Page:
Adoption becomes the norm
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- Babies just another commodity
- New adoption regulations under debate
- Bill to pay DCF settlement to couple who adopted sexually abused boys fails
- HHS Awards $35 Million to States for Increasing Adoptions
- The rights of test tube babies
Ukrainians adopt orphans more often
By Inna Filipenko
October 6, 2009 / The Day
The situation with adoption has improved dramatically in the past three years, reports Ukraine’s Ministry of Family, Youth, and Sports of Ukraine. Last year over 2,000 children were adopted by Ukrainians and 1,500 by foreign married couples, whereas in 2007 the numbers were reversed.
The ministry predicts that another 2,300 children will be adopted in Ukraine by the end of 2009. There are several reasons for this increase. First, a number of laws have been enacted to support adoptive families. Thus, starting on Jan. 1, 2009, they are entitled to the same childbirth payments as the families with their own children: over 12,000 hryvnias plus a 56-day maternity leave.
Second, throughout the year of 2008, which was proclaimed the National Adoption Year by the president of Ukraine, the ministry promoted alternative forms of care for orphan children, including foster families and homes.
This has also served to change public attitude to adoption. From now on September 30 will be marked as Adoption Day to promote and honor adoptive families. Thanks to their efforts, nearly 60 orphans or children without parental care are adopted every day. What else should the state and society do to further improve this situation? Below is an interview with Deputy Minister of Family, Youth, and Sports Tetiana KONDRATIUK.
Ms. Kondratiuk, what are your ministry’s expectations regarding newly introduced Adoption Day?
“There are different approaches to honoring and encouraging adoptive parents across the world. Similar holidays exist in Europe and the United States, although their tradition is more pragmatic.
“In Ukraine, Adoption Day was instituted last year on the president’s initiative to be marked on September 30. A number of events and public expert discussions will take place, because adoption is a public issue. In October, the President will take part in the fifth all-Ukrainian conference to discuss protection of children’s rights, and adoption will be on the agenda. Festive events will take place in the regions in order to draw public attention to the subject.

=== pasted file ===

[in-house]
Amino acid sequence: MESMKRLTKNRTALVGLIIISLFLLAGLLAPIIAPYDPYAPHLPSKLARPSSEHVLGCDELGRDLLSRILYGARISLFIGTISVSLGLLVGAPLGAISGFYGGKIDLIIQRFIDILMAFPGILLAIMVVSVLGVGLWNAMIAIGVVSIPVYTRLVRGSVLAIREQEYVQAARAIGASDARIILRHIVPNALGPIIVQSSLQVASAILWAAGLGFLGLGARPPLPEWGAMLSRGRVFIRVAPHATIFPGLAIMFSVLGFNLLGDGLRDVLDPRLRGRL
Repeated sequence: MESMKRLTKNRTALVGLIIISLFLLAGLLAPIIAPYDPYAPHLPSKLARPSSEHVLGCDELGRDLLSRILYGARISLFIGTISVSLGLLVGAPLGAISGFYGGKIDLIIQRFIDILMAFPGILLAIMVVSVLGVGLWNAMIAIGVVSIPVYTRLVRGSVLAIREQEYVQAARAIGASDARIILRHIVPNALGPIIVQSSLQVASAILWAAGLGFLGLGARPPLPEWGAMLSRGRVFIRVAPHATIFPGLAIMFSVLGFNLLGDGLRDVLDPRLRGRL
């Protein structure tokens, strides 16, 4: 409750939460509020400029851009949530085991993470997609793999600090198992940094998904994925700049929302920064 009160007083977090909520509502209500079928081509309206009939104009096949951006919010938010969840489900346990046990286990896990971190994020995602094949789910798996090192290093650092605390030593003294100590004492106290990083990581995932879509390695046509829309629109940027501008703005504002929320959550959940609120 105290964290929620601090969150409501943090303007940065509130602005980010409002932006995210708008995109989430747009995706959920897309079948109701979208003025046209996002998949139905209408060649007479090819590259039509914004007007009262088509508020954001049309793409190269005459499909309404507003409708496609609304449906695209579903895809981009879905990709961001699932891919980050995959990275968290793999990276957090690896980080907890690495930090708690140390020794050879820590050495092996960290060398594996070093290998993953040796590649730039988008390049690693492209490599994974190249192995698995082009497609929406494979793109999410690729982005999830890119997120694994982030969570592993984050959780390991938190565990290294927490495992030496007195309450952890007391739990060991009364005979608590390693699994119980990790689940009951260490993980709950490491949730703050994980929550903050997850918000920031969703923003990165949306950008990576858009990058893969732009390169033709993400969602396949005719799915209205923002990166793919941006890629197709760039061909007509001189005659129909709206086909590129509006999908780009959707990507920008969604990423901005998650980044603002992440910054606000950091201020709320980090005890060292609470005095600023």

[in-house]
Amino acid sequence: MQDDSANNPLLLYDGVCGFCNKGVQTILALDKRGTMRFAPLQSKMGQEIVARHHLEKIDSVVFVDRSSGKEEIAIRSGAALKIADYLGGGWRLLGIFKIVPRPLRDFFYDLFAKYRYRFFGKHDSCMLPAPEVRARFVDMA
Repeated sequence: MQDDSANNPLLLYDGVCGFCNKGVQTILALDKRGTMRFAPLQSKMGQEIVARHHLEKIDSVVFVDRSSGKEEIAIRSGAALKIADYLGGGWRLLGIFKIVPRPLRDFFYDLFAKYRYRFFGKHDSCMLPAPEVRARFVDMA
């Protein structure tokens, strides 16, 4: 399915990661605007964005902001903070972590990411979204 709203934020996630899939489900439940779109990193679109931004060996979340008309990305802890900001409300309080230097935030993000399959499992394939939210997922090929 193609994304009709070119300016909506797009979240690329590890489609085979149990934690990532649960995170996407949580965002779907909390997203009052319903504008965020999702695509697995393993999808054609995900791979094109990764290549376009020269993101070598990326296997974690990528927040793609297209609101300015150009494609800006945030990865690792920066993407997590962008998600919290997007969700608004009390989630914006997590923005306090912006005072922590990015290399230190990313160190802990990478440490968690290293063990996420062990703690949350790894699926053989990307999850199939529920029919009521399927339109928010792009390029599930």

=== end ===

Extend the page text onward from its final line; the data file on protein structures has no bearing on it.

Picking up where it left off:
“Adoption Day must be a holiday for every family raising an orphan or a child denied parental care. Perhaps this event will launch a tradition when adoptive parents tell their child that they are not his or her biological parents. On the one hand, there is the secrecy of adoption, but on the other, we’re promoting children’s right to know the truth. The important thing is to know when the child is prepared to take in this information, i.e., at what age and in what psychological atmosphere. Adoption Day may be an excellent occasion.”
How large is the increase in the number of adopted children compared to last year? What are the causes behind it?
“There are 32,000 children waiting to be adopted. Over the past four years the adoption statistics have changed dramatically in favor of Ukrainian married couples. There are an increasing number of foster homes and families. Over 3,000 children live in 450 children’s homes. Another 4,000 children are with foster families. Our priority task is to have every child raised by a family, not in an institution with 20 children per room.
“Another positive aspect is that an increasing number of Ukrainians adopt HIV-positive children. There have been 20 such adoptions this year, in addition to 37 HIV-positive children in the foster family of Rev. Mykhailo, who was awarded the title ‘Hero of Ukraine’ by the president. Now he has more than 150 foster children. There are people in Ukraine who realize that such children are no different from others, except that certain limits were imposed on them at birth, so they can’t grow up normally. Nevertheless, they can be given a chance to have a future by giving them medications, looking after them, and raising them with love.